20180927_132409docAfter lunch we walked off a calorie or two at the adjacent Library Park – an oasis of greenery and shade, complete with a bandstand and evident signs of a major festivity impending. The Library is an old Carnegie library building converted into a community center, while a newer, less picturesque but presumable more functional library has replaced it in the same park. Across the street from the park are a spiffy new police station and city hall. A new Lincoln waited at the stop sign as I crossed the street – there must be money in this town somewhere.

 


The rest of the downtown is as dilapidated as you would expect for a shopping area too far from the freeway and too close to the nearest Wal-Mart. But this little piece of Orland around the Library Park is plain and simply pleasant, seemingly miles  from the six-lane artery thundering by a few blocks away on the other side of town.

Freeway Free in California: Hiding out in Style at Avila Beach

20180613_173443docYou want a beach, but not a bunch of beach bunnies and muscle-flexers kicking sand in your face while they show off at beach volleyball.  You want a boardwalk, but not the blaring music and grease smells of a carnival.  You want seafood that is not dipped in batter and fried in re-cycled grease.  You want restaurants without Happy Meals. You want Avila Beach.

The college kids from  San Luis Obispo go a little bit further south, to Pismo Beach, which boasts fried fish, tattoo parlors, swim suit/sarong shops, and lots of fast food and beer havens. On a sunny day Pismo is a happenin’ place, but on a gray day in early spring, it can seem deserted and dismal.

20180614_103347webJust north at Avila Beach, you will find grownups and families.  You can buy a souvenir sweatshirt, but you will pay for quality.  You can eat seafood at the Olde Port Inn, one of the “Top Ten Seafood Restaurants in California (per the CA Writer’s Association). This restaurant is located at the very end of the pier in San Luis, just around the bay from Avila Beach.  The tables are glass and allow you to look down into the ocean below to watch pelicans, sea gulls, the occasional seal, and maybe tomorrow’s dinner.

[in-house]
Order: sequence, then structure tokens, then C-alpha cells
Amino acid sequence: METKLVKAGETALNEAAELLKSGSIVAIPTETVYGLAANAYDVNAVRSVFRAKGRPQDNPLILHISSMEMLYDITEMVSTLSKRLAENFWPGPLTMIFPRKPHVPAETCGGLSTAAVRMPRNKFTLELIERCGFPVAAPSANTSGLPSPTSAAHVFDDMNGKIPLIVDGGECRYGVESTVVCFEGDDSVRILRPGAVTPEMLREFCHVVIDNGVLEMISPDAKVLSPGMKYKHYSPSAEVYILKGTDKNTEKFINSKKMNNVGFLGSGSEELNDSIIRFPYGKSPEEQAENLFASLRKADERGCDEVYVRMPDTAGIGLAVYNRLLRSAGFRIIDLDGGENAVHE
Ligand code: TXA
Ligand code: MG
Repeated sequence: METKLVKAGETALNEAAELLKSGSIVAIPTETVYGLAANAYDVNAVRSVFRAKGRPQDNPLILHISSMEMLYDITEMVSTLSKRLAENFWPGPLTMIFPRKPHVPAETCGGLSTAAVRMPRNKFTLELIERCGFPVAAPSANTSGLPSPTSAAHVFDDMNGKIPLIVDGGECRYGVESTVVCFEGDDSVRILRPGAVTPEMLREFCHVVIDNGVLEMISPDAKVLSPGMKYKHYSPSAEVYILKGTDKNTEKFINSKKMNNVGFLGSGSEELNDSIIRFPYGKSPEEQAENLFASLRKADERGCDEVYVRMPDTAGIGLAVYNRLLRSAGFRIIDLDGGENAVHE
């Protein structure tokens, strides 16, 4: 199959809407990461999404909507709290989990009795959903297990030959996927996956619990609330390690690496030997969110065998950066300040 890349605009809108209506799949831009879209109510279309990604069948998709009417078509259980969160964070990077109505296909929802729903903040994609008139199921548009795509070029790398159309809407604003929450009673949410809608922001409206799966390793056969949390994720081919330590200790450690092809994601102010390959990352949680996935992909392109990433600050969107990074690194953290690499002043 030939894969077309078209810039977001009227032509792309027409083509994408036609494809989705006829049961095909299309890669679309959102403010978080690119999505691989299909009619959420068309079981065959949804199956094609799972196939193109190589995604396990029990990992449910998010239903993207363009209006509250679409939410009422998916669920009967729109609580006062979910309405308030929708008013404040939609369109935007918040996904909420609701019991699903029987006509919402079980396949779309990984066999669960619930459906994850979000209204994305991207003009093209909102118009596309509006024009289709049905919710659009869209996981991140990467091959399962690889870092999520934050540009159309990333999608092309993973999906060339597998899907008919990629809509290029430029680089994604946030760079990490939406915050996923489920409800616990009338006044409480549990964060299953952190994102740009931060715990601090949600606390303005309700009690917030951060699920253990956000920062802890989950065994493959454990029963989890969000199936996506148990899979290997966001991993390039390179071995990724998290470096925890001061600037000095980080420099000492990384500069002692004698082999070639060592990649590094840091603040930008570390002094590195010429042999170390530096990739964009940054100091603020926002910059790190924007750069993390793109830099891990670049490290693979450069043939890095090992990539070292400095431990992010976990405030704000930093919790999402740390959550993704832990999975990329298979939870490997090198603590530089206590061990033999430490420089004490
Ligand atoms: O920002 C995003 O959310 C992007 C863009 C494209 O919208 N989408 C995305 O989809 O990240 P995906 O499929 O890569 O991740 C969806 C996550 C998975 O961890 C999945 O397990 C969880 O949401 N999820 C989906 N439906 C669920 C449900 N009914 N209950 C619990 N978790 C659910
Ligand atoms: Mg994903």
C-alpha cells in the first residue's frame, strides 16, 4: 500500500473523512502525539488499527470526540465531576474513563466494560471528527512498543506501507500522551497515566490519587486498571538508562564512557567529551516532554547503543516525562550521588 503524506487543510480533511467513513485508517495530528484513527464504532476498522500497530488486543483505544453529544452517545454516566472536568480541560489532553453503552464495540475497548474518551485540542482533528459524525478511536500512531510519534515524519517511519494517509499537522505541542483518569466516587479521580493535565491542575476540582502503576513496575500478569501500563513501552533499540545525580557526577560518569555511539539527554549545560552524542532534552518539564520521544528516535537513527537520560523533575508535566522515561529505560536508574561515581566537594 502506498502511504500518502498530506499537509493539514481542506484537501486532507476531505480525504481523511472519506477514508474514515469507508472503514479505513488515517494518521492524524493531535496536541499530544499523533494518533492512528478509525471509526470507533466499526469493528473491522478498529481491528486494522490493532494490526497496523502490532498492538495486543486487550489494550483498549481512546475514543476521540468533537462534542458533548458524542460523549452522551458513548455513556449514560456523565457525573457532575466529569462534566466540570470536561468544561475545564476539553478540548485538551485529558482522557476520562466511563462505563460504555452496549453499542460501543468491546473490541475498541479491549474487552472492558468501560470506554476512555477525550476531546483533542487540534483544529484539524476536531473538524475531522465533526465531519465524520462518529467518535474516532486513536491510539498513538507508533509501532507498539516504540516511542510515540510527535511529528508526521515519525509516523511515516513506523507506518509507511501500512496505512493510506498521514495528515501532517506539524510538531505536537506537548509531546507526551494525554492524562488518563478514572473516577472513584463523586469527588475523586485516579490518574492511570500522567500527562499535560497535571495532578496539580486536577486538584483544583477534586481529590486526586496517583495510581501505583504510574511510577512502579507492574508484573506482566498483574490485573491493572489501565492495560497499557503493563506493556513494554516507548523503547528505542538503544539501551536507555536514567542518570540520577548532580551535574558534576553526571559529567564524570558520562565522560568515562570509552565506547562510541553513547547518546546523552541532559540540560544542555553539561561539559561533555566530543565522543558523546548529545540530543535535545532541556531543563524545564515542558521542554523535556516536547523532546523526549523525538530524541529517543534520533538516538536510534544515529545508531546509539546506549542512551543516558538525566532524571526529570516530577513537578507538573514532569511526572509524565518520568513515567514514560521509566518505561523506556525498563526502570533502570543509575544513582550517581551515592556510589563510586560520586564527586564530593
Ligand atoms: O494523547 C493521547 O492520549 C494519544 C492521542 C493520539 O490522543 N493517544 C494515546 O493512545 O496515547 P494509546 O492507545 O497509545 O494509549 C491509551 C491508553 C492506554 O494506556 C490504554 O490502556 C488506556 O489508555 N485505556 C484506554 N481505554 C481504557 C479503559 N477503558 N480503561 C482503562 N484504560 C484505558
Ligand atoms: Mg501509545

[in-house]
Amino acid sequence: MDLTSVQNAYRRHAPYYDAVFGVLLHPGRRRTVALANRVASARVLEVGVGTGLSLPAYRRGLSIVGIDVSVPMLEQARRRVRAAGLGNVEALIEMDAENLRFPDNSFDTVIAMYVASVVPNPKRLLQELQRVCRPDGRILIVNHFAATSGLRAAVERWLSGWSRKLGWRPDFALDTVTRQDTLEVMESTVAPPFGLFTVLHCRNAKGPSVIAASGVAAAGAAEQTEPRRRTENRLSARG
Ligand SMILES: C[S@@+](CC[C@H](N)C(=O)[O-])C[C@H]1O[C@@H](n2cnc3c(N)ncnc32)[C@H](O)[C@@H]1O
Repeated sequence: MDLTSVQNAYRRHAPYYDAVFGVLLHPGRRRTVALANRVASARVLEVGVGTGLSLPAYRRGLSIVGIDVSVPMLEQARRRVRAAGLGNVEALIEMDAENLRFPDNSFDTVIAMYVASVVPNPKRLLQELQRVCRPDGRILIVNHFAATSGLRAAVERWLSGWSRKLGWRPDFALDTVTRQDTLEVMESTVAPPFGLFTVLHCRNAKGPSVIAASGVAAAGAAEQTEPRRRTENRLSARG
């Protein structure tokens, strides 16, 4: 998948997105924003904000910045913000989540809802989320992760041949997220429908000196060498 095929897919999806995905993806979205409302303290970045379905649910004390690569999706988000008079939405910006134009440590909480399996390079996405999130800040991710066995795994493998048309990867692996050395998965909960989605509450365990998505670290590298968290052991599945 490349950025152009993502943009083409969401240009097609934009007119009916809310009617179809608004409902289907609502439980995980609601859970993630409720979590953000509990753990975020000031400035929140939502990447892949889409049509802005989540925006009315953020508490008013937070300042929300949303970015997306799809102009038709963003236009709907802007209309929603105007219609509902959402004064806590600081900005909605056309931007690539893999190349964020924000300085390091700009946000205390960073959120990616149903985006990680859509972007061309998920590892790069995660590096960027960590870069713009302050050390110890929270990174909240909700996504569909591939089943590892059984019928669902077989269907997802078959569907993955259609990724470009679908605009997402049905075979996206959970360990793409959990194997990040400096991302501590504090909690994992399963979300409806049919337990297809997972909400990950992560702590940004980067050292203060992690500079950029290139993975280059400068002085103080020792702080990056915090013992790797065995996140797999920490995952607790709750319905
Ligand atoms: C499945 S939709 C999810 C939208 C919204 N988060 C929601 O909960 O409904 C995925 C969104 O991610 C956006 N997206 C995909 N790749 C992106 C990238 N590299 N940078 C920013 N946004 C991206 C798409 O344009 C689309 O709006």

You can see girls in bikinis on Avila Beach, but they will likely be part of a women’s crew team launching their scull into the surf. Don’t mess with these muscular Moms!20180613_174727doc

If your taste runs to spa resorts and golf, there is a Diamond Resorts perched on the hill above the pier in San Luis. If you prefer biking, there is a bike trail that runs along the old railroad right of way along San Luis Obispo Creek.

 

You can do grownup things like wine-tasting at the Alapay Cellars, my favorite of several wine bars within a block of the boardwalk.  From a balcony at Avila Lighthouse Suites, right on the boardwalk,  you can watch all the action on the beach and boardwalk while sipping your Alepay Cellars wine.  Or you can go down to walk the beach, and then wash the sand off your feet in the compact pool.

Check the local calendar before you reserve;  sometimes there is a music festival in the adjacent park, and if the music is not to your taste – there goes your peace.  But in general, Avila Beach is a great  hideout for a grown-up getaway weekend.

 

 

Freeway Free in Alaska: Up the Inland Passage into the Wild

StanfordAlaska22_MoreHumpbacksdocI confess:  I did not come to Alaska to learn more about Tlingit culture or early Norwegian settlesments.  I wanted to experience wilderness and wildness, before they disappear from the earth.  When we sail up into Tracy Arm north of Hobart Bay, I feel like we were really there.

I wake up and open the curtain to see a big blue berg floating by – we are approaching Sawyer Glacier, shining  in every tone of teal between near- navy and shadowy ice blue.  As we watch, a large section of the glacier calves off, with a huge splash  followed seconds later by the deep roar.  OLYMPUS DIGITAL CAMERA

Later we make our way up toward Glacier Bay.  One of our group sights a group of orca between our boat and a smaller tour boat a bit further into the Bay.  Suddenly an orca breaches, throwing itself clear out of the water.  It is half the size of the small tour boat, and no more than 20 feet away from it.  Shamu at SeaWorld could not have shown off to better effect.

We sail into Glacier Bay, feeling smug because our smallish boat can go much further in that the multi-thousand passenger cruise ships we pass. The first peninsula jutting into the bay is Gloomy Gloomy Knob, the home of mountain goats.  We saw several Rams and one foursome of ewes and kids – then the foursome began running – they had been spooked by a drone zooming by for a close-up.  Flying drones close enough to disturb wildlife is illegal in National parks. Our on-board Park Ranger Nicole bolts for the captain’s bridge and its radio, gets the offending boat on the wire..  The droners deny the drone was anywhere other than near the beach! But we have photos!  Geez Louise!